Protecting Your Data on Your Mobile Device
AllClear ID proudly sponsors and provides financial support to the ITRC. For more information on the ITRC’s financial support relationships please visit their website.
There’s little doubt that smartphones, phablets, and tablets have made life more convenient and more connected. But what too many tech users fail to recognize is that their mobile devices are just like mini hand-held computers. They’re vulnerable to cyber thieves and hackers if they aren’t protected.
What About Work Phones?
The first thing you must take into account is who owns your phone or tablet. That seems like a pretty simple question, but it can actually get very complicated when your personal use and your business use are intertwined. Some companies require their employees to carry a specific device and may even have a company phone number associated with it, but still charge the device, accessories, or even the usage plans to their employees. That means you’re paying for it, but the company’s name is on it. So what are you allowed to do with it? Can you download the latest game, or log into your personal
Facebook account in the Facebook app?
These are all things that need to be clarified with your employer before you do anything personal on the device. The behaviors you engage in through your personal use can have repercussions for the company, especially if a hacker gets access to company emails you sent, files you loaded in your personal/work Dropbox account, and more.
Personal Phones aren’t Always Safe
But even if it’s your own device, there are ways that your mobile device can turn on you once a thief targets you. Everything from losing the physical device (and therefore handing over control of your email to the thief) to accessing the internet over unsecured wireless connections can leave you vulnerable.
In the case of physical loss of the device—whether through theft or misplacing it, and whether it’s personal or professional—having a strong passcode on the device is important for keeping someone else out of your data. Envision this scenario: someone randomly finds your lost phone, then taps the email icon. He or she in your account now, and can change the password on your email to lock you out of it. Next, they head to your Facebook app and clicks “forgot my password,” and the link to reset it to a new one is sent to the email account that you no longer control. Then, it’s on to your banking app which is prominently located right there on the screen.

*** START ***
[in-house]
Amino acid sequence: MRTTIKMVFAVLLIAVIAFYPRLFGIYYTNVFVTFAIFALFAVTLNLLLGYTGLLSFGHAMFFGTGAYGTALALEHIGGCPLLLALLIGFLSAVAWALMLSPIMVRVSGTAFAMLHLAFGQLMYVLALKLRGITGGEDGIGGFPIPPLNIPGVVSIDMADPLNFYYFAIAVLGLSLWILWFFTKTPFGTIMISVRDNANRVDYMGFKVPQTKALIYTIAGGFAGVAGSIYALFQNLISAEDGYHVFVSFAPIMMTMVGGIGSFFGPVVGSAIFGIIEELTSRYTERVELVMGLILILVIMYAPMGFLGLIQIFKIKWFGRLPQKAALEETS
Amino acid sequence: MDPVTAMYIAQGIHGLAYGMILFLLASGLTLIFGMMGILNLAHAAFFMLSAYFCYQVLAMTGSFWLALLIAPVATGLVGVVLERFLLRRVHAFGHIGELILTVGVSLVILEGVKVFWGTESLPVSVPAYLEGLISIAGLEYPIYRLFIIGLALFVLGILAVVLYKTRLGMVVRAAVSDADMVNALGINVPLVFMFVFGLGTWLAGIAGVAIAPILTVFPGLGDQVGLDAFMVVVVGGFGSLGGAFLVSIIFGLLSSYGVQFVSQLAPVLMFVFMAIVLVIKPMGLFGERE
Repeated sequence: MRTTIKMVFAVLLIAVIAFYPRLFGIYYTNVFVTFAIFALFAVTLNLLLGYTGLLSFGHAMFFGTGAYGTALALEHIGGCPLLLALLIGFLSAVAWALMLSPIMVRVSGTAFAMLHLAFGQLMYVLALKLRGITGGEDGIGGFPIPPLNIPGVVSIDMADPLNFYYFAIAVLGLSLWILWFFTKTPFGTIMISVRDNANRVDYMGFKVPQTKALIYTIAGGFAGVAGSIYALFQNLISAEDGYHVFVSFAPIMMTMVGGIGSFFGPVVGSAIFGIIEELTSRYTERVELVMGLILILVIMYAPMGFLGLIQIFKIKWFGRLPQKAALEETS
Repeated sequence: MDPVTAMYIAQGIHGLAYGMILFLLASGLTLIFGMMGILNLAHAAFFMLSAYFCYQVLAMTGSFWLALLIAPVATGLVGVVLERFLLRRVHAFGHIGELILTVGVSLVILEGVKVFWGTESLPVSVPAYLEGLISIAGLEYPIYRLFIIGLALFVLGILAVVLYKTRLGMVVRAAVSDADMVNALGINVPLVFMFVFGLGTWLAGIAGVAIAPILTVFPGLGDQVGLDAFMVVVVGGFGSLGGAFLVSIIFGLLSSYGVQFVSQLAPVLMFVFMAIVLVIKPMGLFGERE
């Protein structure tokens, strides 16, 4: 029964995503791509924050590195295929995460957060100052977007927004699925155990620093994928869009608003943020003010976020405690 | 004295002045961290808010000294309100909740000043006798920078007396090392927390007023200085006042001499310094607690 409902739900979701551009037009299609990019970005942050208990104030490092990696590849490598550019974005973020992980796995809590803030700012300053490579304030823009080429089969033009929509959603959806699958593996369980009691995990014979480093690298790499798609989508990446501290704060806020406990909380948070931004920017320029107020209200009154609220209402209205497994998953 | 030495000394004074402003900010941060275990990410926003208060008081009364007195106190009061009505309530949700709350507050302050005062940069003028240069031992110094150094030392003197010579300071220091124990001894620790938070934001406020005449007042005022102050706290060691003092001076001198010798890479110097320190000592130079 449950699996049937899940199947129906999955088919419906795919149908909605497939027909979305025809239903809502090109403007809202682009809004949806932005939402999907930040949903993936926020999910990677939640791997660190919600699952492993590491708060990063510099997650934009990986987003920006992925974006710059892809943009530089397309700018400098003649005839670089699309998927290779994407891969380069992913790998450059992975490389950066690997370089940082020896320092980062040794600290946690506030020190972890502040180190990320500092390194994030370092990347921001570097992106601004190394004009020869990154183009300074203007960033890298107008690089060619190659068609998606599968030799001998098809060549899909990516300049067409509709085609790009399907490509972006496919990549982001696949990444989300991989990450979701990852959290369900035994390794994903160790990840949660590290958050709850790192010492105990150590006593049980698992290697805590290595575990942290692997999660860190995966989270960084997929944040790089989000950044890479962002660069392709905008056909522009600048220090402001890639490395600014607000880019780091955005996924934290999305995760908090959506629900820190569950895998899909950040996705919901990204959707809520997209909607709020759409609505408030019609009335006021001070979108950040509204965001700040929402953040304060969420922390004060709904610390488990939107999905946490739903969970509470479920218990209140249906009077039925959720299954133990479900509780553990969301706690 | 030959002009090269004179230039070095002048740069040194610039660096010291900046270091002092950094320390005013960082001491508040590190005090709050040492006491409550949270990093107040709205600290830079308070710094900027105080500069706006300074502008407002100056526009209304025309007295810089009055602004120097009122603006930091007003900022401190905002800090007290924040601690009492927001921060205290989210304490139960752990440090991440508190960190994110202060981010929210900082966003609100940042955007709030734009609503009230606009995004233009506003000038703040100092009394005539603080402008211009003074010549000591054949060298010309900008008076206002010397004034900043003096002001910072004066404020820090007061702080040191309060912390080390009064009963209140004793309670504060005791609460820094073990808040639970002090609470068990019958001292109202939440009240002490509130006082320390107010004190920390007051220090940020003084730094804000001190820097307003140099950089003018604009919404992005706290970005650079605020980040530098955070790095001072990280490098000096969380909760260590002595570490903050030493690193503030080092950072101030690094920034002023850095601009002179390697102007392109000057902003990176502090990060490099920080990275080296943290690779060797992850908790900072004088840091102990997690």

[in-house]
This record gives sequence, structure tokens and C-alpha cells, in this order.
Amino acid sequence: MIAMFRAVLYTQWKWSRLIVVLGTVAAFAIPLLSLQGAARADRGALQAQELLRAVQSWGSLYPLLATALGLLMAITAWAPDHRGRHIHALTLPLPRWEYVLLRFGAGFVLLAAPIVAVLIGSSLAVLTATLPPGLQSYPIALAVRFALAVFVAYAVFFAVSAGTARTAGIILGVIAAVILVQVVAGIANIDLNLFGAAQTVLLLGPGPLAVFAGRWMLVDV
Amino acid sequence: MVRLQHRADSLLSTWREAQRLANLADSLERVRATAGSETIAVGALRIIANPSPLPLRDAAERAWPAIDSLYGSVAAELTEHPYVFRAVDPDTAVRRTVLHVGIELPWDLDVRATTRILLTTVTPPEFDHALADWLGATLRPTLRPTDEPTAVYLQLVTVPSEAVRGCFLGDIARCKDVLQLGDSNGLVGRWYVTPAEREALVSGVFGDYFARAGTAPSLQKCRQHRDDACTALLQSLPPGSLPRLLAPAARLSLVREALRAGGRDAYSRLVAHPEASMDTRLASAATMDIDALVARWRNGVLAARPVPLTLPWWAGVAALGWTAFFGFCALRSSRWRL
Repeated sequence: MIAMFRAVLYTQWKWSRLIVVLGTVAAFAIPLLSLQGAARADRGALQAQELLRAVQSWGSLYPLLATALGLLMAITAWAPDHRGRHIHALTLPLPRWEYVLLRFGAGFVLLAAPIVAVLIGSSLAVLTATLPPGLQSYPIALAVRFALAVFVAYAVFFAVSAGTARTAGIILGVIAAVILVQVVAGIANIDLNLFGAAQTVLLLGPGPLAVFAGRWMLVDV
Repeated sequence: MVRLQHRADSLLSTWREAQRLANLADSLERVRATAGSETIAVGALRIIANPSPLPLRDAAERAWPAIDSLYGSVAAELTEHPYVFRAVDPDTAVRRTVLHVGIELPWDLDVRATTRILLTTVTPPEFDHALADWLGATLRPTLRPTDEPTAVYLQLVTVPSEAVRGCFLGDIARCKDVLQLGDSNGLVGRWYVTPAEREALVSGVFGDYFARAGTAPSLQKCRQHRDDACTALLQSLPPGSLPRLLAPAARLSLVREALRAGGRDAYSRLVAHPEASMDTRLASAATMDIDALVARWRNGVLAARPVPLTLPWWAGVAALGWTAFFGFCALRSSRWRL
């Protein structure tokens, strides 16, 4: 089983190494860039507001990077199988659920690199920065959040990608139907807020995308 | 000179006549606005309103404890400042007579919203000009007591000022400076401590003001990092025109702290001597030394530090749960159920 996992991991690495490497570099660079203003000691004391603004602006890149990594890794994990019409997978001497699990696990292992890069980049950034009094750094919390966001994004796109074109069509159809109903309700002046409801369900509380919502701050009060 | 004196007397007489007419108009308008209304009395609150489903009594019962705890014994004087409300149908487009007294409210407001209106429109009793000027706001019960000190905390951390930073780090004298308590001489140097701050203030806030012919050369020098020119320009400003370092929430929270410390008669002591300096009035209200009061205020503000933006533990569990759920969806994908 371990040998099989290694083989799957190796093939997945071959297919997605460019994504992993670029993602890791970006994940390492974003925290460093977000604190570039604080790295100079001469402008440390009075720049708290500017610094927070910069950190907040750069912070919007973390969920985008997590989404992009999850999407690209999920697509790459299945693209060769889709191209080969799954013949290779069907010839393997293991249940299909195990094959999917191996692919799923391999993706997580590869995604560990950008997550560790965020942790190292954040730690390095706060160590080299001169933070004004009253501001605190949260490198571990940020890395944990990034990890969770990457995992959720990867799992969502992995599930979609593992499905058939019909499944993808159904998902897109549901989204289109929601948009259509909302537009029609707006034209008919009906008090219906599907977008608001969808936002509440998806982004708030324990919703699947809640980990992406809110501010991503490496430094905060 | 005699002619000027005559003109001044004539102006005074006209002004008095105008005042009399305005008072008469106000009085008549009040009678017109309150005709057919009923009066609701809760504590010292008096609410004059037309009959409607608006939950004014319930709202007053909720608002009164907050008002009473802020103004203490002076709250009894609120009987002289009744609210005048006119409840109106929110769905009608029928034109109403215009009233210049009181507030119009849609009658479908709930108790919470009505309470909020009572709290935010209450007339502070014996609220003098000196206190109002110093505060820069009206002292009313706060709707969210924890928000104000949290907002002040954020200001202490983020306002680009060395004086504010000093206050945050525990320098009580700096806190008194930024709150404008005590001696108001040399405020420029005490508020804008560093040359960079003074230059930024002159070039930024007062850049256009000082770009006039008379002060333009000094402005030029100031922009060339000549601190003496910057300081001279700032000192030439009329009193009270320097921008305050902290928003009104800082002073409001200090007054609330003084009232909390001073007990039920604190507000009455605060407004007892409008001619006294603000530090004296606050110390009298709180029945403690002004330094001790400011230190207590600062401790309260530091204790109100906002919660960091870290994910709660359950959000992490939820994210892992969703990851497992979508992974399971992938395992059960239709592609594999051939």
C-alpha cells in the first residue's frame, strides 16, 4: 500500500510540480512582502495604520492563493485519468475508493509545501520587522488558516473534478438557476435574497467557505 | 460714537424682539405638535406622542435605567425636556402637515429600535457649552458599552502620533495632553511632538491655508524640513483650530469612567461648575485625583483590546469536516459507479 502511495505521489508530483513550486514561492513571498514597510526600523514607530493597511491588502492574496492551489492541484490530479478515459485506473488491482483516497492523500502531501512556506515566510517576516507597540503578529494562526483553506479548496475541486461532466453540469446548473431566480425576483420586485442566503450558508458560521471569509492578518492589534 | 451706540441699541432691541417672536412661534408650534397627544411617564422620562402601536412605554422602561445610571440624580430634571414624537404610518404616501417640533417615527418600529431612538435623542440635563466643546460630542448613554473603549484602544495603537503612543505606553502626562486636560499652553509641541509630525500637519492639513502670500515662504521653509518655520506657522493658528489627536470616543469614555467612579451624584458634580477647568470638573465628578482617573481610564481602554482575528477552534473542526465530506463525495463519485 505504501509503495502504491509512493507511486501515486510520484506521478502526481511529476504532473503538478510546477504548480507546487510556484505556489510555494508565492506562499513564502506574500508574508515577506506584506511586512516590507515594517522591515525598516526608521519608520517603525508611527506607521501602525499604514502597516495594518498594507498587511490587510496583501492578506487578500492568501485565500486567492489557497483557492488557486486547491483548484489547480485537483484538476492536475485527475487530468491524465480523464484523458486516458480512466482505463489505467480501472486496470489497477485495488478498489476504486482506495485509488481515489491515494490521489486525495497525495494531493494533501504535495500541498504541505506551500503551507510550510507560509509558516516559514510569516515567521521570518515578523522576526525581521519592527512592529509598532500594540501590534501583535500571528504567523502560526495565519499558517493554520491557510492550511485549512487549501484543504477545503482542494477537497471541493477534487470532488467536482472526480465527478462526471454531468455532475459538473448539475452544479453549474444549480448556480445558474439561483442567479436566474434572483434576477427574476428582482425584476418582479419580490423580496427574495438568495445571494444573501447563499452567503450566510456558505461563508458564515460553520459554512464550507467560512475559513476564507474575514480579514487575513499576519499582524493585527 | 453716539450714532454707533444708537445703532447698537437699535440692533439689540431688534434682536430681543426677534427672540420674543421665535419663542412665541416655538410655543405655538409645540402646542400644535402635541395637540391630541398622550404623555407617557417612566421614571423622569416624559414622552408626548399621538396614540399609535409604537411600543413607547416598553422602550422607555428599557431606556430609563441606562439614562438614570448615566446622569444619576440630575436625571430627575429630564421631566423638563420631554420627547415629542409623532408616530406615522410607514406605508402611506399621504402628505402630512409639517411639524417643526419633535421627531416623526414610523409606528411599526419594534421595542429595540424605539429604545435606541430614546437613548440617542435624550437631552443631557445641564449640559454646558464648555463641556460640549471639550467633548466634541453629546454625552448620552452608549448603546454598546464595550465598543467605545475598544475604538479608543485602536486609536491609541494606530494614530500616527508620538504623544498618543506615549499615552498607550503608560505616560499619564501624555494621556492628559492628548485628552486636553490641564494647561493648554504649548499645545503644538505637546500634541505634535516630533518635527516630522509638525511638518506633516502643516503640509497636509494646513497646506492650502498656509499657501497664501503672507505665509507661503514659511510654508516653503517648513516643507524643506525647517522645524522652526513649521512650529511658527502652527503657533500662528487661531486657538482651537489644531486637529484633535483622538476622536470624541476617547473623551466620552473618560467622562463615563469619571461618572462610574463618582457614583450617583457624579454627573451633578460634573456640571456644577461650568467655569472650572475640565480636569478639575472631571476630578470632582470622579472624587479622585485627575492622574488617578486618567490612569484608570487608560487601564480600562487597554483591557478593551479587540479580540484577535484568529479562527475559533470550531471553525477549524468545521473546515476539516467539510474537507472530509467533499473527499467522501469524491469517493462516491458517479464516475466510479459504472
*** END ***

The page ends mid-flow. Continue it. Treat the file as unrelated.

The thief now controls most of your important accounts, which are all easily accessible without a passcode on your mobile device.
Things get even hairier if the thief is intentionally targeting you and has the necessary tech skills to work his way into your accounts. For this reason, a VPN is a strongly recommended tool. It keeps others from “seeing” you when you’re online, and there are many great free options out there, as well as low-budget paid accounts.
These issues can mostly be prevented with a few security measures in place. Passcode locking is great, but two-step authentication is even better. Setting up your banking app to require additional information if you’re connecting from anywhere but home is a good step, and logging out of your accounts completely after each use is even better.
These few steps can go a long way in protecting your mobile device and the information stored on it from hackers and ID thieves.
“AllClear ID proudly sponsors and provides financial support to the ITRC. For more information on the ITRC’s financial support relationships please visit their website.”